09/27/2004 11:00PM

Big money, small field


CHICAGO - A major-league purse of $750,000 should lure good handicap horses to Chicago this weekend, but the siren call of Saturday's Hawthorne Gold Cup mainly is falling on deaf ears.

Hustling Hawthorne racing officials are staring at a short field in the Grade 2 Gold Cup, which is scheduled as a stepping-stone for the Breeders' Cup Classic and boasts the purse power to lure a top horse. As of Monday, the 1 1/4-mile race had only three confirmed starters, and among that trio Perfect Drift is the only one with name recognition. Quest Star, mostly a grass horse, and Sonic West, a distant third in the Sept. 18 Kentucky Cup Classic, also are expected to ship for the race.

The Gold Cup faces competition on both coasts - this weekend from the Jockey Club Gold Cup in the East, the Goodwood Handicap in California, and the Grade 3, $100,000 Turfway Park Fall Championship, and on Oct. 8 from the Meadowlands Cup. It is a case of too many races and too few horses.

Officials here hoped that either Funny Cide or Evening Attire would defect from the Jockey Club Gold Cup and come to Hawthorne, but with Peace Rules having been retired and taken out of the Jockey Club Gold Cup, neither of those two is leaving home. But since Hawthorne's race is coming up short, Bobby Frankel is considering the spot for Powerful Touch, an easy Belmont Park allowance winner Sept. 6.

The anticipated short field here also has Neil Howard reconsidering his options with Alumni Hall, fourth last out in the Saratoga Breeders' Cup. Howard has been pointing Alumni Hall for the Turfway race, but said there was a slim chance he would ship to Hawthorne instead.

"I'm not ruling it out," Howard said. "I had it all set for the race at Turfway, but I'd like to take advantage of the weight we'd be getting from Perfect Drift."

Perfect Drift was assigned 121 pounds for the Gold Cup, Alumni Hall 111.

Cuccurullo working for Asmussen

Pat Cuccurullo has returned to training horses in Chicago, but he is doing so as the assistant for trainer Steve Asmussen. Asmussen, on pace to set an all-time training record for wins in a year, has about 35 horses at Hawthorne this meet, a much stronger presence than in recent seasons. Asmussen claimed three horses for himself here Sunday.

Cuccurullo took time off after splitting with owner Frank Calabrese this summer at Arlington, about seven months after taking over from Wayne Catalano as Calabrese's private trainer.

"I just had a little vacation time with the family," said Cuccurullo.

This is Cuccurullo's second stint as an Asmussen assistant. Six years ago, after Cuccurullo had left racing to pursue other business opportunities, he oversaw an Asmussen string at Oaklawn Park.

"He needed somebody to work here, and I needed work, and that's about the whole story," Cuccurullo said Tuesday morning.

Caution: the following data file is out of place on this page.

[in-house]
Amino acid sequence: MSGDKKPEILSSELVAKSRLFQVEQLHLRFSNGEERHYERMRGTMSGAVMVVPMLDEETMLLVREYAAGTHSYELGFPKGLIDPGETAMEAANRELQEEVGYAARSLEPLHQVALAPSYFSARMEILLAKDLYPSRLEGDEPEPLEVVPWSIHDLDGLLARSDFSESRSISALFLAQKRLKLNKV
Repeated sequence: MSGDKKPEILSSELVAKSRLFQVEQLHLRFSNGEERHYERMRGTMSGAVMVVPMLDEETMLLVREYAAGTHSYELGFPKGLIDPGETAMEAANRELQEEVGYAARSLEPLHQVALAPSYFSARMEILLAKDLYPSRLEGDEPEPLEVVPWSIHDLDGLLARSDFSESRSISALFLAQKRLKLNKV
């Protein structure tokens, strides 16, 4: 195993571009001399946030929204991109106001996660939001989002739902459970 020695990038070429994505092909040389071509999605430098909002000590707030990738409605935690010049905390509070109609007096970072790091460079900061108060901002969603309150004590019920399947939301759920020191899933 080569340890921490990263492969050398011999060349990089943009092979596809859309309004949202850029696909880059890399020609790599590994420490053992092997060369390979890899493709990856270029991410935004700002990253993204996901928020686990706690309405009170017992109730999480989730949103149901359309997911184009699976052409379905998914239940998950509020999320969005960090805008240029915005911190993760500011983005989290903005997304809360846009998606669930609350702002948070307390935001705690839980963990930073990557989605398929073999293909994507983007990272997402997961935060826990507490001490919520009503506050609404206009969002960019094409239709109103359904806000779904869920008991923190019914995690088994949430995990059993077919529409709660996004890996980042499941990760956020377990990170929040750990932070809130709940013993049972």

Three Hour Nap Kentucky-bound?

Arlington-Washington Futurity winner Three Hour Nap remains a possible starter in the Oct. 9 Breeders' Futurity at Keeneland, but trainer and co-owner Hugh Robertson said the colt would only ship to Kentucky if he looked like one of the top choices in the race.

"If there were three or four heavy hitters coming in, I wouldn't go," Robertson said. "If we could be third or fourth choice, I'd probably go. It is $500,000."

Three Hour Nap, 3 for 3 in his career, came out of his Arlington-Washington Futurity win in good physical condition. If he hadn't, Robertson wouldn't even be entertaining a trip to Keeneland. But Robertson wants to see Three Hour Nap breeze and assess the competition before drawing up any final plans.

"I just don't like running a 2-year-old so much in such a short time," he said. "If he were to go to Keeneland, that'd be it for the year."

Don't overthink Thursday allowance

There is no real feature on Hawthorne's nine-race Thursday program. An entry-level allowance, race 6, will have to suffice as the headliner.

The race is for fillies, and like most Hawthorne first-level allowance races, it boasts a wide range of horses. There are recent claimers, ex-claimers, conditioned claimers - and even a real allowance horse, Creeker's Surprise. Of the 10 horses entered in the race, only Creeker's Surprise and Take D'Tour have never run for a claiming price. How about those two for the exacta?

Creeker's Surprise, from the barn of trainer Jerry Calvin, had a decent Oaklawn meet late last winter, finishing second and fourth in maiden races to start her career before breaking through with a victory on March 25. But the filly never had a chance to build on her victory: Creeker's Surprise didn't run again until Sept. 12, when she closed from far back to finish third in a decent Arlington allowance sprint. That race was at six furlongs, Thursday's at 6 1/2, and the added ground is to Creeker's Surprise's benefit.

Take D'Tour, trained by Noel Hickey, has worked fast at Canterbury Park for her first start in two months.